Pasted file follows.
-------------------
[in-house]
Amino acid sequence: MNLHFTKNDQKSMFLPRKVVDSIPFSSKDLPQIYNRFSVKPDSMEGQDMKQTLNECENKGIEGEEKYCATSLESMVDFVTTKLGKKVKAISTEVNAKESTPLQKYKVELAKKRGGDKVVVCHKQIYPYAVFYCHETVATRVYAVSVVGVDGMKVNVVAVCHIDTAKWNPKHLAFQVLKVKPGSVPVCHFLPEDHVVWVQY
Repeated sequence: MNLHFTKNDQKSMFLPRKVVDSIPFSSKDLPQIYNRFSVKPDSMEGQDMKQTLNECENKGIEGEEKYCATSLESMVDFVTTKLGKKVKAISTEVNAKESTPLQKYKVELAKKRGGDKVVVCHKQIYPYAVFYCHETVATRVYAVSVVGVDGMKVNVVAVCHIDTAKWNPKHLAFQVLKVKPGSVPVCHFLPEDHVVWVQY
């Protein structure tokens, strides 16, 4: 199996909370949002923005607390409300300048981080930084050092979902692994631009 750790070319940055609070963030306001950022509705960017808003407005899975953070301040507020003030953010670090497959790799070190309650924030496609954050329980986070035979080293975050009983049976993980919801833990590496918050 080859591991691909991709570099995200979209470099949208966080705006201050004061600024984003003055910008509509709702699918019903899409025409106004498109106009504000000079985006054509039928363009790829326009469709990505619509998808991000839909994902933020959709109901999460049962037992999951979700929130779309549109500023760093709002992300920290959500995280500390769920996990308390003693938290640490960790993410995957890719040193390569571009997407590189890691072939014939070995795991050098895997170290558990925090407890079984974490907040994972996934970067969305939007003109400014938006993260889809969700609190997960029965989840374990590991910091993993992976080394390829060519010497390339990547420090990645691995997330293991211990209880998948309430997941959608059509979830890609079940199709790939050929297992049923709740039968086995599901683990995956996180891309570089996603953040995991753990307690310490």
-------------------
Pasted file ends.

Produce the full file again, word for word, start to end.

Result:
[in-house]
Amino acid sequence: MNLHFTKNDQKSMFLPRKVVDSIPFSSKDLPQIYNRFSVKPDSMEGQDMKQTLNECENKGIEGEEKYCATSLESMVDFVTTKLGKKVKAISTEVNAKESTPLQKYKVELAKKRGGDKVVVCHKQIYPYAVFYCHETVATRVYAVSVVGVDGMKVNVVAVCHIDTAKWNPKHLAFQVLKVKPGSVPVCHFLPEDHVVWVQY
Repeated sequence: MNLHFTKNDQKSMFLPRKVVDSIPFSSKDLPQIYNRFSVKPDSMEGQDMKQTLNECENKGIEGEEKYCATSLESMVDFVTTKLGKKVKAISTEVNAKESTPLQKYKVELAKKRGGDKVVVCHKQIYPYAVFYCHETVATRVYAVSVVGVDGMKVNVVAVCHIDTAKWNPKHLAFQVLKVKPGSVPVCHFLPEDHVVWVQY
């Protein structure tokens, strides 16, 4: 199996909370949002923005607390409300300048981080930084050092979902692994631009 750790070319940055609070963030306001950022509705960017808003407005899975953070301040507020003030953010670090497959790799070190309650924030496609954050329980986070035979080293975050009983049976993980919801833990590496918050 080859591991691909991709570099995200979209470099949208966080705006201050004061600024984003003055910008509509709702699918019903899409025409106004498109106009504000000079985006054509039928363009790829326009469709990505619509998808991000839909994902933020959709109901999460049962037992999951979700929130779309549109500023760093709002992300920290959500995280500390769920996990308390003693938290640490960790993410995957890719040193390569571009997407590189890691072939014939070995795991050098895997170290558990925090407890079984974490907040994972996934970067969305939007003109400014938006993260889809969700609190997960029965989840374990590991910091993993992976080394390829060519010497390339990547420090990645691995997330293991211990209880998948309430997941959608059509979830890609079940199709790939050929297992049923709740039968086995599901683990995956996180891309570089996603953040995991753990307690310490």